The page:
Under its 100-day action plan launched in June, IR planned to merge eight rolling stock production units and their associated workshops into one entity called the Indian Railway Rolling Stock Company. The company would have had an annual turnover of Rs 200bn ($US 2.8bn) and employed more than 45,000 people.

However, IR is now finalising plans to form two companies, one to manufacture locomotives and the other to produce passenger coaches and wheelsets, and intends to seek government approval shortly. The rethink is designed to appease IR’s electrical and mechanical departments which opposed the original plan.

The new locomotive company will combine Chittaranjan Locomotive Works (CLW) in West Bengal with a work force of 11,495, Diesel Loco Modernisation Works (DMW) in Punjab with 3664 employees, and Diesel Locomotive Workshop in Varanasi with 6109 staff.

Since IR wants to reach 100% electrification of the network and plans to convert diesel locomotives to electric traction, the locomotive units will report to IR’s electrical department.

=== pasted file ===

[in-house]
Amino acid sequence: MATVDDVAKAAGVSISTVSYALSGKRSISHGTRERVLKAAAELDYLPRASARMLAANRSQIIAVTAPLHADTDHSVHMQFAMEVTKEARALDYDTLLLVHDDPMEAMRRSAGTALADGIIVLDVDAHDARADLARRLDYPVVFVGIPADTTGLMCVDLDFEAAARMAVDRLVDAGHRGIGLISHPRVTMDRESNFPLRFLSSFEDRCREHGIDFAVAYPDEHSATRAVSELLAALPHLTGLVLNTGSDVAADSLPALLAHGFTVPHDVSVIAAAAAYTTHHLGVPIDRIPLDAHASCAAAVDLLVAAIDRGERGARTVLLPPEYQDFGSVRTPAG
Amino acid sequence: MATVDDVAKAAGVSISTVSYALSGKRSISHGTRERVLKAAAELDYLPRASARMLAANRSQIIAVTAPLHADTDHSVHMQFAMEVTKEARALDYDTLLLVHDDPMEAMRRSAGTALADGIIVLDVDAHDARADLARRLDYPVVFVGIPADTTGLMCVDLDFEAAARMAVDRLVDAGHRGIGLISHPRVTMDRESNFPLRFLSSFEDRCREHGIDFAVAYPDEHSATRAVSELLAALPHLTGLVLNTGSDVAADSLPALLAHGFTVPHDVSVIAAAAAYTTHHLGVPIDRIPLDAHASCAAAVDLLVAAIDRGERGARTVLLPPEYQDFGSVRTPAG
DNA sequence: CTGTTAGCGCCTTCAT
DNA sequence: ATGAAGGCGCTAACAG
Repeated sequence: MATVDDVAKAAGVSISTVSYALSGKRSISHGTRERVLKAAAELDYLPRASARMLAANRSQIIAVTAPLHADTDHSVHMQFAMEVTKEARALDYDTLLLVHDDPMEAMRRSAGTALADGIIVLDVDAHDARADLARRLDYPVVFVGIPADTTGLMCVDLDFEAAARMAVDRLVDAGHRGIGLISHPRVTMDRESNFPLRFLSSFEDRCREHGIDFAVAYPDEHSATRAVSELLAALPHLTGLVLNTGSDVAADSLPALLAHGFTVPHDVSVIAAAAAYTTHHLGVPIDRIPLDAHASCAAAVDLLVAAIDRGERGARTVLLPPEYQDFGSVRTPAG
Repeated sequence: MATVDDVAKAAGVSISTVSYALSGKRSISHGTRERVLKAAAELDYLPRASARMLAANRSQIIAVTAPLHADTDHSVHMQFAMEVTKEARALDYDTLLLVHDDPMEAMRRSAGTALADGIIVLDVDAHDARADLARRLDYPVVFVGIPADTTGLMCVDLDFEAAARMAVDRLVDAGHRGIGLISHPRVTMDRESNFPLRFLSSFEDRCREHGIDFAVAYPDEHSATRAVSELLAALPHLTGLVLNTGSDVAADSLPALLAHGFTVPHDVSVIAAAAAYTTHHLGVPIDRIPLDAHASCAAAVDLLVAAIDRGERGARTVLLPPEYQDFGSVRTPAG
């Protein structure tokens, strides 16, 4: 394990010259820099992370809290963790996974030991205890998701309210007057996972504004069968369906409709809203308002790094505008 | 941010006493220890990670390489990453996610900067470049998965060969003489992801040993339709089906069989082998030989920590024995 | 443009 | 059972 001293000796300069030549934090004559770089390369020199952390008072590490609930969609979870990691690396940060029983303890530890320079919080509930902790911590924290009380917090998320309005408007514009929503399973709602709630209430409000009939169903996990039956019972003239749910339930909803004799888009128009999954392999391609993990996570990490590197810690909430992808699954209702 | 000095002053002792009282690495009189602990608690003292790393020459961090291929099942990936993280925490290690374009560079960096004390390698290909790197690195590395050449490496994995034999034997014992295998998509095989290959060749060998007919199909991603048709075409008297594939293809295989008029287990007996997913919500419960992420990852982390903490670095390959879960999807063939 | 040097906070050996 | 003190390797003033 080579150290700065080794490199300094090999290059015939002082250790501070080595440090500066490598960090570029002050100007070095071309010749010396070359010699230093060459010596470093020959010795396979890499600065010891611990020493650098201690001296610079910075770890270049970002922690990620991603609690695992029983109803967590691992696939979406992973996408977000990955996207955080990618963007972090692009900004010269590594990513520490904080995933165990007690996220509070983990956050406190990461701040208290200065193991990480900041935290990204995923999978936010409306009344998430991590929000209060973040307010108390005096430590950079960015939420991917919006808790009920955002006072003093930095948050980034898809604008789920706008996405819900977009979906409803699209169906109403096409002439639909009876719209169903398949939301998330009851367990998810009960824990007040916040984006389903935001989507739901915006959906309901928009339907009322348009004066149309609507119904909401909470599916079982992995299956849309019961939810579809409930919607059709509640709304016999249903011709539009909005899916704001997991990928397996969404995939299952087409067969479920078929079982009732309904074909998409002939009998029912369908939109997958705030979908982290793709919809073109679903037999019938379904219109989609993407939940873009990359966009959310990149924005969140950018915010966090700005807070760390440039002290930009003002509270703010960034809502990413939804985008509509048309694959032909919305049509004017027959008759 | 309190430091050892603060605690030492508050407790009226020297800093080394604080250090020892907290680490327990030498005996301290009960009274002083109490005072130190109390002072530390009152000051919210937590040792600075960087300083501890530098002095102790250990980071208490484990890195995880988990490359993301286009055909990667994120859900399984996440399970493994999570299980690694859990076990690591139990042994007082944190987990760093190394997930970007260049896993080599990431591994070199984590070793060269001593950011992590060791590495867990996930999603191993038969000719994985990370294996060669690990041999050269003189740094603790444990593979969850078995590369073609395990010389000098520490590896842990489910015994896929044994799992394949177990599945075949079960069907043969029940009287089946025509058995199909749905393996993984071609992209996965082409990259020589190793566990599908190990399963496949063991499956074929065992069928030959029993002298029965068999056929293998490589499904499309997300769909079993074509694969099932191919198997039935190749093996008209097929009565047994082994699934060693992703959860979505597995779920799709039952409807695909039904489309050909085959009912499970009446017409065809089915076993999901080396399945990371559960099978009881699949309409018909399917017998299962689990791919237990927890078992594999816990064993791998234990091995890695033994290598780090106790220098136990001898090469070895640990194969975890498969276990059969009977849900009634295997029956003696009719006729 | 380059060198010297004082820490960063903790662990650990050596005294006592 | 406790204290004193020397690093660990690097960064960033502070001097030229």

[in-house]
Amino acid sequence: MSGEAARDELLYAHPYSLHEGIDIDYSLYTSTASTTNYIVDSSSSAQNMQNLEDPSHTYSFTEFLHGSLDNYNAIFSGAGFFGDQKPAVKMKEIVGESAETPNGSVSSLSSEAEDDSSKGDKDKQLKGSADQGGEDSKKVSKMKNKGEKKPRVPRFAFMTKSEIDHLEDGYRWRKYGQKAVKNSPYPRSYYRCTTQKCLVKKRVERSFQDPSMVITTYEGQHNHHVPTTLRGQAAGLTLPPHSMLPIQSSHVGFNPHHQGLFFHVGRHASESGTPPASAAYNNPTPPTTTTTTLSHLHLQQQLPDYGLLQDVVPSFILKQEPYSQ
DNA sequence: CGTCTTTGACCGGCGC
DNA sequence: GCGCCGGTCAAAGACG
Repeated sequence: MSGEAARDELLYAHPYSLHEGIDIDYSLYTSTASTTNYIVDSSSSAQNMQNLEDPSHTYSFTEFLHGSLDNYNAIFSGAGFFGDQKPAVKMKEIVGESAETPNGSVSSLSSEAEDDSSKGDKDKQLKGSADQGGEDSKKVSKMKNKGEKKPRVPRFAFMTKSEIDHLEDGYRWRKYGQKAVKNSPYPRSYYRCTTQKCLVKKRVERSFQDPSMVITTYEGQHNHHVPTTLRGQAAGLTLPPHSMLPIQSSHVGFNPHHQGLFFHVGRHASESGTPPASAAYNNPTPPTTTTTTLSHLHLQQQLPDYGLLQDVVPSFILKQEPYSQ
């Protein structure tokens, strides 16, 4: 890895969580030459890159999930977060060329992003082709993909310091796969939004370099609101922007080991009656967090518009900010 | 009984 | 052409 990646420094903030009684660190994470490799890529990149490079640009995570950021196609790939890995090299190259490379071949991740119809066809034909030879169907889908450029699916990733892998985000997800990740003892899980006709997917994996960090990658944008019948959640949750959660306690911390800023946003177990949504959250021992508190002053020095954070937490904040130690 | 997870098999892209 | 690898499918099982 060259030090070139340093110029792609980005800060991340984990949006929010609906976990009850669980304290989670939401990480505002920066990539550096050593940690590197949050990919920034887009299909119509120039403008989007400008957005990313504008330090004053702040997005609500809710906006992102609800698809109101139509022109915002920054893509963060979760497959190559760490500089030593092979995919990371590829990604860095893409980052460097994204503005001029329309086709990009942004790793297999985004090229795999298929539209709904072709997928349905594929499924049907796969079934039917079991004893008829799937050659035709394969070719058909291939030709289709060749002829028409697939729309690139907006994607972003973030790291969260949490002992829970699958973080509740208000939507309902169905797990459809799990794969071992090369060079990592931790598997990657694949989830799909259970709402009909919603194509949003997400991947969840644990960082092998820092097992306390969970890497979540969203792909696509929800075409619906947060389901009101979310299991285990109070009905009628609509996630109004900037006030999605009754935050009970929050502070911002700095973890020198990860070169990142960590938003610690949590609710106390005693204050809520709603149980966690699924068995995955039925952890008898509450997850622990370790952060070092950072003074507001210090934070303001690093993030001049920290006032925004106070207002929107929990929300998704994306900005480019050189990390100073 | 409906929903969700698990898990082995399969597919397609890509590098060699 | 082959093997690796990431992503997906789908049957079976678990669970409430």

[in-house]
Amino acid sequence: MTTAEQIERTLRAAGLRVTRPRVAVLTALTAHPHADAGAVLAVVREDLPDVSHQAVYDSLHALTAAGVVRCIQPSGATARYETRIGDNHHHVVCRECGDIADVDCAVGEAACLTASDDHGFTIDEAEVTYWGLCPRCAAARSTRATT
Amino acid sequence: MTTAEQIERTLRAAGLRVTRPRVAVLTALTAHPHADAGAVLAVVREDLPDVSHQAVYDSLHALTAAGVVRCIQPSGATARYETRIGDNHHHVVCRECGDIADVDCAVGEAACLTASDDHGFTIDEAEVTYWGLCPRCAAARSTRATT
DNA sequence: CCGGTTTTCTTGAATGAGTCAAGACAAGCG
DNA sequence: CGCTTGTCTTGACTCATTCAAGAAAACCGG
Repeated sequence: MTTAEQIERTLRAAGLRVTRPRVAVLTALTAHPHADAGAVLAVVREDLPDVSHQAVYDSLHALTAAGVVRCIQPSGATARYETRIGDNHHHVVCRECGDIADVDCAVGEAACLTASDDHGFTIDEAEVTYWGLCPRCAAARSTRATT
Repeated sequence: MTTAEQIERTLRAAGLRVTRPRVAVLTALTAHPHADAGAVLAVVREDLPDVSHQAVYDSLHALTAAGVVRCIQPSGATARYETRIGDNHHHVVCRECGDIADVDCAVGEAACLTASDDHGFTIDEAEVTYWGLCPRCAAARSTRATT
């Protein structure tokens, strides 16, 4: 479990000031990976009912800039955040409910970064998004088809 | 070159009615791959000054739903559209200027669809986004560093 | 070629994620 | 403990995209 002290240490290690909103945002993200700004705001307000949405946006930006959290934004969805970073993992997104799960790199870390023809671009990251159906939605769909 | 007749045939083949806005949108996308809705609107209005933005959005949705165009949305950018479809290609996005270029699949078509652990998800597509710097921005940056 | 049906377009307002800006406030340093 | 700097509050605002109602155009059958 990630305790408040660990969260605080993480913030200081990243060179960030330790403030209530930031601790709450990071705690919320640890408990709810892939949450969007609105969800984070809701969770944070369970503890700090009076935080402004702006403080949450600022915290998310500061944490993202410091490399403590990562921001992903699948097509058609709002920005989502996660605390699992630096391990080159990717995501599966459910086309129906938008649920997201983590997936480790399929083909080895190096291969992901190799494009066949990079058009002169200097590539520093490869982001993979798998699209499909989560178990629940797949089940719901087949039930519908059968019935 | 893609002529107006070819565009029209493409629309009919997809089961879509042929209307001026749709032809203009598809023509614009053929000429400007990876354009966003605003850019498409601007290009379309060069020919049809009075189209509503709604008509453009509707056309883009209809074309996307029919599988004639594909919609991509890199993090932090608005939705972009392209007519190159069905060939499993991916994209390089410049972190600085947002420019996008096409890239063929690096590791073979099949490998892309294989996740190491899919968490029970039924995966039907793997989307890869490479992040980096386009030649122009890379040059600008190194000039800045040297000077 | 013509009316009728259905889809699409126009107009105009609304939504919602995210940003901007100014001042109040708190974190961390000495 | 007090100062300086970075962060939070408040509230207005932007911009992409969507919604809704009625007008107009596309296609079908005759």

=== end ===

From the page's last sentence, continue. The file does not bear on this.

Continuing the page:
The passenger coach subsidiary will merge Integral Coach Factory (ICF) in Chennai with 10,649 staff, Rail Coach Factory (RCF) in Punjab with 7357 employees, Modern Coach Factory (MCF) with 2402 staff, Rail Wheel Factory (RWF) in Karnataka with 2370 employees, and Rail Wheel Plant (RWP) in Bihar with 990 staff.

IR sees the reorganisation as a means to cut costs and reduce its Rs 31.3bn wage bill for the eight plants. Pay accounts for more than 70% of IR’s total operating expenses. IR also believes it will be easier to introduce new technology with larger business units. However, the reorganisation is fiercely opposed by railway trade unions.

Traffic falling

IR is also facing downward pressure on revenue. In August and September IR recorded a drop of more than 6% in freight tonnage while net tonne-km fell by 8.7% in August and 11% in September. As a result, rail freight revenue fell by more than 4% in the last two months.